2. publish information on its website relating to misinformation or disinformation regulation, measures to combat this issue, and the prevalence of such content – both on individual platforms and at an industry level;[6]
  3. request the industry develop ‘misinformation codes’ – codes of practice covering measures to combat misinformation and disinformation (that ACMA could then register and enforce); and[7]
  4. create and enforce ‘misinformation standards’ – industry standards (a stronger form of regulation than a code of practice) where ACMA deems a code of practice is ineffective.[8]

Notably, ACMA will not have the power to request specific content or posts to be removed from digital platforms or have a role in determining what is considered truthful. Digital platforms continue to be responsible for the content they host and promote to users.

This seeks to recognise the challenging balance between the desire to ensure free speech online, the role of digital platform providers in determining, and being responsible for, the quality and nature of content on their own platforms, and the safety risks posed by certain forms of online content – such as those already regulated by the eSafety Commissioner. Further, ACMA will not be able to use its powers in relation to private messages[9] – save for, perhaps, its information gathering powers to ensure service providers collect information about key risks.

Nonetheless, it is clear that the proposed legislation is designed to reserve the ability for ACMA to force platforms into line where self-regulatory codes and practices have failed.

Serious harm

For misinformation to be covered by the Draft Bill, it must be ‘reasonably likely that it would cause or contribute to serious harm’. For harm to be serious, it is intended that it must have severe and wide-reaching impacts on Australians. Examples provided include inciting hatred, vandalising critical communications infrastructure, serious financial or economic harm or serious harm to the health of Australians. It would appear to be focused on misinformation shared socially, rather than professionally – for example, conspiracy theories – rather than information that is accidentally incorrect despite a publisher’s best intentions.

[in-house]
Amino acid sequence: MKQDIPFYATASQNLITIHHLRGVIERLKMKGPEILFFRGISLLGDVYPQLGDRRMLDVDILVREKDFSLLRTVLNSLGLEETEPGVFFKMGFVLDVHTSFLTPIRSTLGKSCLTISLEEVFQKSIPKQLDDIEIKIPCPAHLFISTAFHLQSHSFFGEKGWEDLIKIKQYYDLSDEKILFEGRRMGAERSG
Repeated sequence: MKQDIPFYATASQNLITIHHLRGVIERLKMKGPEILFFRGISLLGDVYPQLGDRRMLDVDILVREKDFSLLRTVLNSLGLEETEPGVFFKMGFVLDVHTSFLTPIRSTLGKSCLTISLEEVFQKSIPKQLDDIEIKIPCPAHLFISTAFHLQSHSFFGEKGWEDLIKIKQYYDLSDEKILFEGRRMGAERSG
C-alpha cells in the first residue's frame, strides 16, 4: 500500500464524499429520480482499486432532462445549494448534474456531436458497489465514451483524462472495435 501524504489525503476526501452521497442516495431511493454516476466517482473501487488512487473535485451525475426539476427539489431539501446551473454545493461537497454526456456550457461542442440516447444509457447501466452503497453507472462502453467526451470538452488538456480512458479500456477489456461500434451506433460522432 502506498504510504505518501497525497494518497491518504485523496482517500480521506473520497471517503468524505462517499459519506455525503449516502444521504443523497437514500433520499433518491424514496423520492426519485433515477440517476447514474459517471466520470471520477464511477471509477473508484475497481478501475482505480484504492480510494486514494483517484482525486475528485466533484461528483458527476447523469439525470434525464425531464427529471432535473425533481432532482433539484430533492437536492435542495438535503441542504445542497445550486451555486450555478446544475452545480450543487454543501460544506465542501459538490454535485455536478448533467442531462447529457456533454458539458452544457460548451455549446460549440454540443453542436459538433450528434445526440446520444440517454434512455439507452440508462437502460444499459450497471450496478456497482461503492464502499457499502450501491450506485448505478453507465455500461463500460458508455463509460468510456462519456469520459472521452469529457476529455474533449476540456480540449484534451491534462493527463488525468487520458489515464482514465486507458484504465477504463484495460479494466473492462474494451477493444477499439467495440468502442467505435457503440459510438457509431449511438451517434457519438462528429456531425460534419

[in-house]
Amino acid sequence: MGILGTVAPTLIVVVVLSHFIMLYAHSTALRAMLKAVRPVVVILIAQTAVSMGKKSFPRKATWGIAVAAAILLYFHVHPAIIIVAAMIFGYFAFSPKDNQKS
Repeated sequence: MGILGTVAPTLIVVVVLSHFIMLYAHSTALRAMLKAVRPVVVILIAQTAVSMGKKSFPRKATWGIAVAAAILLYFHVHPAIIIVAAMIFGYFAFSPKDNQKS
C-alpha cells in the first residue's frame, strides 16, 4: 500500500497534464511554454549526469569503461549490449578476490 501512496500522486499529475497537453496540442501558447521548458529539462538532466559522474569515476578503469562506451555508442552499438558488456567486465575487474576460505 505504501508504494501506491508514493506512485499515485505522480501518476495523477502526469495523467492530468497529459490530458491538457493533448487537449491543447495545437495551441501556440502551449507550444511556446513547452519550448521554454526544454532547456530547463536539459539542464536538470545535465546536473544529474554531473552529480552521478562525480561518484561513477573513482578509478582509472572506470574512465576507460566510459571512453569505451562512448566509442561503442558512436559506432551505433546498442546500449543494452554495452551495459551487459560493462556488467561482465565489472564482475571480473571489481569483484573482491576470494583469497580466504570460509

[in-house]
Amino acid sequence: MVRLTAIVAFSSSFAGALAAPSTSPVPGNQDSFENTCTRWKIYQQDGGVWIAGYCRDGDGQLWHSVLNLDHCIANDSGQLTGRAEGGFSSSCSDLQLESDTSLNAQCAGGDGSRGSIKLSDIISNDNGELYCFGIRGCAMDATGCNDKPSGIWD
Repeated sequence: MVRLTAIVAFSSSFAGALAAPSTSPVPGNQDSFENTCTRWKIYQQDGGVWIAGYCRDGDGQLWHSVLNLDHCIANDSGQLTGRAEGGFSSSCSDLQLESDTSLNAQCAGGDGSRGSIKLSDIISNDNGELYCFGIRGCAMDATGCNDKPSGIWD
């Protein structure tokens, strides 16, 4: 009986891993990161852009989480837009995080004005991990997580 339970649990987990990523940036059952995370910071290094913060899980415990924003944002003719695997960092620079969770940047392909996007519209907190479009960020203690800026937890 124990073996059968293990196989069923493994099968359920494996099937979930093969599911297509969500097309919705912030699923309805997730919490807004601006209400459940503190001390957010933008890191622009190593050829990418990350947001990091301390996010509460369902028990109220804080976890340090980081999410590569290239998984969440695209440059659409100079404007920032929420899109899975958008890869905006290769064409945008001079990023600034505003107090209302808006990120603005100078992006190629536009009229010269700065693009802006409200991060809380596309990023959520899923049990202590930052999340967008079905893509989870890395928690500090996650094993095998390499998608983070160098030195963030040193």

Digital platforms that do not comply will face substantial penalties – up to, the greater of, AUD$6.88 million or 5% of global turnover for corporations (in recognition of the size of digital service providers), and up to $1.38 million for individuals.[10] This is in addition to warnings, remedial directions and other ‘softer’ remedies available at ACMA’s discretion.

What’s Next?

The Draft Bill is currently open for consultation until 6 August 2023, with the Government seeking industry feedback on the scope and complexity of the amendments.

We expect further information regarding these amendments to be released following the consultation period, but note they will likely fit within a suite of broader regulatory interventions regarding large digital service providers, including the News Media and Digital Platforms Mandatory Bargaining Code and the ongoing ACCC’s Digital Platform Services Inquiry. Please do get in touch if you would like to know more or to contribute to the consultation.

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Authored by:

Sinead Lynch, Partner
Adam Walker, Partner
Chris Girardi, Lawyer

[1] Sch 9, s 4(1)

[2] Sch 9, s 4(1)(e)-(f)

[3] Sch 9, s 7(1).

[4] Sch 9, s 7(2).

[5] Sch 9, ss 14-14.

[6] Sch 9, ss 25-28.

[7] Sch 9, ss 29-44.

[8] Sch 9, ss 45-56.

[9] Sch 9, ss 14(3), 19(4), 34.

[10] Inserted s 205F(5H) into the Broadcasting Services Act 1992 (Cth)

This update does not constitute legal advice and should not be relied upon as such. It is intended only to provide a summary and general overview on matters of interest and it is not intended to be comprehensive. You should seek legal or other professional advice before acting or relying on any of the content.